Always the afterthought: Security
Meanwhile, all that data must be encrypted, both at rest and in transport. Indeed, the very collection of data should be carefully considered, given that keeping precise location information, for example, can put an app developer at legal risk. Just ask any software vendor that stores location data if it’s ever been subpoenaed in a divorce case.
And the problems will only get worse as “data exhaust” from mobile users is hoovered up by government agencies, beneficial programs and attackers alike. That’s why professional security is a mandate.
“First things first: You are probably not a cryptographer. I’m not a cryptographer. It’s easy to think that you understand the subtleties of an encryption algorithm or to copy and paste crypto code from somewhere online, but you will generally mess up if you try to do crypto yourself,” writes David Thiel in his new book, “iOS Application Security: The Definitive Guide for Hackers and Developers.” “That said, you should be aware of the Common Crypto framework, if only so you can tell when other developers are trying to play cryptographer,” he continues, recommending that the only method you should play with is CCCrypt.
Because it supports known bad encryption methods such as Data Encryption Standard, and because it lets the developer switch from the default cipher block chaining to Electronic Code Book mode, the framework is dangerous. According to Thiel, who works as a penetration tester, he still sees this problem frequently.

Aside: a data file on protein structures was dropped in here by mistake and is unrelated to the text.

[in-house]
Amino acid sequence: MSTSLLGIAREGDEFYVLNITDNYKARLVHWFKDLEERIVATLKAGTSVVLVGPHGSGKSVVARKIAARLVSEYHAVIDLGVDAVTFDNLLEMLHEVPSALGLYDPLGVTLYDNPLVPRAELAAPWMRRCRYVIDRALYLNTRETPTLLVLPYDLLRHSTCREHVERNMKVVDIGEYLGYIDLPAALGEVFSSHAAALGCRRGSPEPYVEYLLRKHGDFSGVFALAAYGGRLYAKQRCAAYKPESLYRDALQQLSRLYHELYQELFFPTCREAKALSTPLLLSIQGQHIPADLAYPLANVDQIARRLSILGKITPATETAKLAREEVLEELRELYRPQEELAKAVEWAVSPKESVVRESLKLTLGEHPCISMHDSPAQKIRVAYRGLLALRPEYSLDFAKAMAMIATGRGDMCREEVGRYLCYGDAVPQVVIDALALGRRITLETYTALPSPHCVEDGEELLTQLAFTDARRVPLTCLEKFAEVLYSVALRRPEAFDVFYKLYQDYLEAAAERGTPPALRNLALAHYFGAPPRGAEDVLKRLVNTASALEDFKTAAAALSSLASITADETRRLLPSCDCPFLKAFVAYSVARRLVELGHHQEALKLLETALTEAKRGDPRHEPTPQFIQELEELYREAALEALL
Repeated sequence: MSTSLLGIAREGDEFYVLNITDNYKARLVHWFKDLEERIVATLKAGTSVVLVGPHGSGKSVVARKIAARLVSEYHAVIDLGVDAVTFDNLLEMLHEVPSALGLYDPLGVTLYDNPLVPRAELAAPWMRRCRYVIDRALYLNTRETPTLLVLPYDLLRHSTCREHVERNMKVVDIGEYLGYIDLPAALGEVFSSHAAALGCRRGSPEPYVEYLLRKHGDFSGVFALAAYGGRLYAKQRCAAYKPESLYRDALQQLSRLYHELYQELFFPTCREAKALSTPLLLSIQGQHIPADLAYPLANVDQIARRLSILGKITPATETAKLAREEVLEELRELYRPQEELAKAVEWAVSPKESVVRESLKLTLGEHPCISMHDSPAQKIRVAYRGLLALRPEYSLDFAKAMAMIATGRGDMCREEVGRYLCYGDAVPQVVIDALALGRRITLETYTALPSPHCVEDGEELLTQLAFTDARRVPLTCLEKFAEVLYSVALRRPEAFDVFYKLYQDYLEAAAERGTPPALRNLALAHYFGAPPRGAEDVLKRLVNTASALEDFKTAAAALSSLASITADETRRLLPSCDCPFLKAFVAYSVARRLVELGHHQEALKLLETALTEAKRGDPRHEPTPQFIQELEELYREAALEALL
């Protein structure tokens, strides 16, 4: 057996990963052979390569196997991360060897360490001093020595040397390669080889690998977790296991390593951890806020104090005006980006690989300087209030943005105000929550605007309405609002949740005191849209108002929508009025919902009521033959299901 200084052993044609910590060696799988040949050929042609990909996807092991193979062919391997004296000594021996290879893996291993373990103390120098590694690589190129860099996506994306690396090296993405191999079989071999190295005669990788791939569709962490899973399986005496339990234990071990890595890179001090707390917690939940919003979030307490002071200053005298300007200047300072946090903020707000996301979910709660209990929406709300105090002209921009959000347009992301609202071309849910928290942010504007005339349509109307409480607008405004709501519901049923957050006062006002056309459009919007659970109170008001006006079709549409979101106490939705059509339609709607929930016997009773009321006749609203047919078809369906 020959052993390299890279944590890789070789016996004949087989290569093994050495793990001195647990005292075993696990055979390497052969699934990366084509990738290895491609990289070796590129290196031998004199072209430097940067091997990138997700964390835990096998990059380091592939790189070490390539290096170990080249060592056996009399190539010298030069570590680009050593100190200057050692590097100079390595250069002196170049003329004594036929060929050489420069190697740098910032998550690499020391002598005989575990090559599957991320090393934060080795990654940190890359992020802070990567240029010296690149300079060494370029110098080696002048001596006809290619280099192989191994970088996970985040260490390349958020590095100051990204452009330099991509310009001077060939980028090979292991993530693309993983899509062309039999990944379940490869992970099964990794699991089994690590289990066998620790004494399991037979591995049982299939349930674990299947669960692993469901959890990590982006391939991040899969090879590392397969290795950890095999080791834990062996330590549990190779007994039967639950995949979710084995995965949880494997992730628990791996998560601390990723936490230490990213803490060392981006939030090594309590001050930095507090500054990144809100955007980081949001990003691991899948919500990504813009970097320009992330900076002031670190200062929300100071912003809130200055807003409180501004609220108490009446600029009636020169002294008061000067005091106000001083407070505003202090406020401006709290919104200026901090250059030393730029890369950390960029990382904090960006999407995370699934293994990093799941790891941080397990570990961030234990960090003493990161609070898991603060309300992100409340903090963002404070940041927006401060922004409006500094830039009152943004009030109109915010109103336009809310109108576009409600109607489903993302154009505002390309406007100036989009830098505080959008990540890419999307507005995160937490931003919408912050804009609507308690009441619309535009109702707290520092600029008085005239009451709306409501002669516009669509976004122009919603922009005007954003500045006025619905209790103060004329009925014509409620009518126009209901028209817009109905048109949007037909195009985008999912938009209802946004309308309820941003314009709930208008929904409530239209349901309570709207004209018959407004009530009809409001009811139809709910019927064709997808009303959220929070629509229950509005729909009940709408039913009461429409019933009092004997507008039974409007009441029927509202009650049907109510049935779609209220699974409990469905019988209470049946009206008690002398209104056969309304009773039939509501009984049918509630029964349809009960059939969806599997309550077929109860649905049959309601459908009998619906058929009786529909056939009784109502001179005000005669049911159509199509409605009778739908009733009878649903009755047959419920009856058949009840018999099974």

Three quarters of all mobile security breaches are due to misconfigured apps, Gartner says. In the wake of the FBI’s case against Apple in the matter of cracking Apple’s own file system encryption for counterterrorism purposes, the need for application-level security has never been stronger.
“I think people are watching that case. It will definitely change the way they build apps,” said Couchbase’s Carter. “They’re not going to lean on the device manufacturer to build the security in. In the banking and medical fields that’s already the case: They need data-level encryption.”
What else is new?
With WiFi direct, iBeacons or NFC complicating the wireless communication field, the attack surfaces are only going to expand. But security will always be less exciting than the new ways our devices can anticipate our needs, as well as the proliferating SDKs to help developers achieve them. “Integration of various technologies like camera vision, voice recognition and machine learning will help to improve user experience by allowing the user to perform complex tasks without having to reach out to the device,” said Dhaval Sheth, senior software engineer at Events.com.
As mobile apps become ever more predictive, progressive and responsive, we eagerly wonder: Will we be best friends forever?
Small tweaks make all the difference for mobile success
When it comes to mobile apps, getting the user to not only open the app but use it to its fullest is critical to avoiding abandonment. So how do you increase a push notification opt-in rate from a measly 22% to an industry-leading 62%?